“How high were the bunks?” “Oh, probably about the length of your forearm.”

Grandpa showed me the album of his WWII photos and postcards when I got to see him at Christmas. I didn’t know it existed.

Grandpa couldn’t bring his camera with him when he was deployed, it would have been confiscated during inspection. Luckily his friend Renee Neuman brought his box camera when he came back from leave, so Grandpa got to borrow that sometimes. They developed the photos in soup bowls. He said that Neuman unfortunately passed about 5 years after returning from the war. I asked about the cause, but he said he wasn’t sure.

The photos here are all positioned in order on a single page captioned “Diving for movie film in 40 ft of water”. Grandpa laughed when describing it.

Their LST ran aground in Pearl Harbor, so they had to stay there for repairs. While there, another ship came along and they exchanged 35mm films. Unfortunately the film from the other ship fell in to the harbour. It wasn’t financially valuable, but very valuable in terms of morale so they asked tower to send a diver to recover the movie. The diver wasn’t happy, he had been at a party, but he did recover the film.

Most of the photos in the album are of Grandpa and the others from his ship doing jobs here and there or “just horsing around” as he said. There was a lot of down time. There are a few landscapes of Hawaii, Guam, the Kwajalein Atoll, and the Enewetak Atoll. Some are in the aftermath of a tsunami. There were also some intense images towards the end of the album, hard to tell if they were photos or postcards. Some would be pretty gruesome for postcards, others were of the signing of the Japanese surrender on the USS Missouri. At any rate, Grandpa said he hadn’t taken those final album images. He developed a bunch of negatives for other people, so if these weren’t postcards then they may have been copies of others’ photographs.

There were two photos of a large cemetery in Guam with many small Christian grave markers. Grandpa had gone to school with one of the men buried there, he and Grandma had gone to senior prom with this boy and his date. After graduation, he went in to the Marines and was killed. Grandpa took photos of the grave for the man’s family.

Grandpa carried a pocket-sized spiral bound photo album with him throughout WWII filled with photos of family and friends, but mostly of Grandma. It’s very worn apart now. The sleeve with the photo of Grandma and him in his uniform also includes a pressed four leaf clover and a Japanese stamp.

In the back of the main album, there was originally a college photo of Grandma with a gardenia behind her ear. That’s on the wall of his apartment now, with other family photos.

a little tired, but up and up

I’ve been behind. The past two months haven’t been great. But things are looking better, and the holidays couldn’t have come at a better time. We were in the US this time around, got to see more friends and family than I could have hoped. Here are some of the things we got up to.

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Documentary “Moominland Tales: The Life of Tove Jansson”

Screenshot of Tove Jansson swimming in Finland from the BBC documentary Moominland Tales: The Life of Tove Jansson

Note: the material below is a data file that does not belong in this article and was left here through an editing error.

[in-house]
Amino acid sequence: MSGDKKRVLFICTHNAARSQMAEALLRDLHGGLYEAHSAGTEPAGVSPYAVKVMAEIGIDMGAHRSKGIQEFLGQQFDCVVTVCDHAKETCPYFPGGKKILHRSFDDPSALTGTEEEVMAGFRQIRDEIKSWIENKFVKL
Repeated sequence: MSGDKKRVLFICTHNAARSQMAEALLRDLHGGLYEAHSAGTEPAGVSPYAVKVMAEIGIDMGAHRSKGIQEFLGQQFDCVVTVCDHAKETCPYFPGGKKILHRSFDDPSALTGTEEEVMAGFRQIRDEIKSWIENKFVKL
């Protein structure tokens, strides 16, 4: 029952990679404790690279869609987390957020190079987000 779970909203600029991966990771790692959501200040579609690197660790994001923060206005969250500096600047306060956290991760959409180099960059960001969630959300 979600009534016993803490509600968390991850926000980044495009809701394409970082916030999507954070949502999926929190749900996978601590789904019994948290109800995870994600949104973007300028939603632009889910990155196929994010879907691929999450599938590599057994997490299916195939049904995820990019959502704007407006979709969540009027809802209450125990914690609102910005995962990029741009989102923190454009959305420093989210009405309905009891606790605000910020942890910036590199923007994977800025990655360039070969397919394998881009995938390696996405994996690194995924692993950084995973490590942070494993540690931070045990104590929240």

Screenshot of Tove Jansson swimming from the BBC documentary “Moominland Tales: The Life of Tove Jansson”, around 1:20 mark. View the trailer here.

Until I watched the BBC documentary “Moominland Tales: The Life of Tove Jansson”, I had never really known about the artist and author Tove Jansson nor the context for her work. I’m so glad to have come across the film. She was an impressive and talented woman that lived through some devastating times. The documentary is enhanced by quite a bit of original footage, images, and quotes from her journals and other writings. It also includes interviews of her friends and family. My only criticism would be that the tilt-shift effect on some of the shots of contemporary Helsinki and the Finnish countryside felt a little heavy-handed.

The scene above was likely filmed by Tove Jansson’s partner and great love Tuulikki Pietilä, a Finnish graphic artist. Her nickname was Tooti. For nearly 30 summers, Tove and Tooti lived and worked in a cottage that they built together on a little remote island called Klovharu. It sounds like they were quite the independent adventurers, and their time on the island seemed idyllic. This moment was rather heart-wrenching.

Last summer something unforgivable happened: I started to fear the sea. The giant waves no longer signified adventure but fear. Fear and worry, for the boat and all the other boats that were sailing around in bad weather. We knew it was time to give the cottage away.

Once they had left, they never wanted to come back. They didn’t even want to talk about it. It was the end, and that was it.

A side note: Sophia Jansson’s comment reminded me of a moment in a recent episode of NPR’s Wait Wait Don’t Tell Me when Peter Sagal asked Norman Lear if he had any tips “for those of us who would like to arrive at 93 as spry and as successful and happy as you are”.

What occurred to me first is two simple words, maybe as simple as any two words in the English language – over and next. We don’t pay enough attention to them. When something is over, it is over, and we are on to next.

I’m looking forward to discovering Tove Jansson’s work. I’ll probably start with the original two Moomins books, then move to The Summer Book and A Winter Book.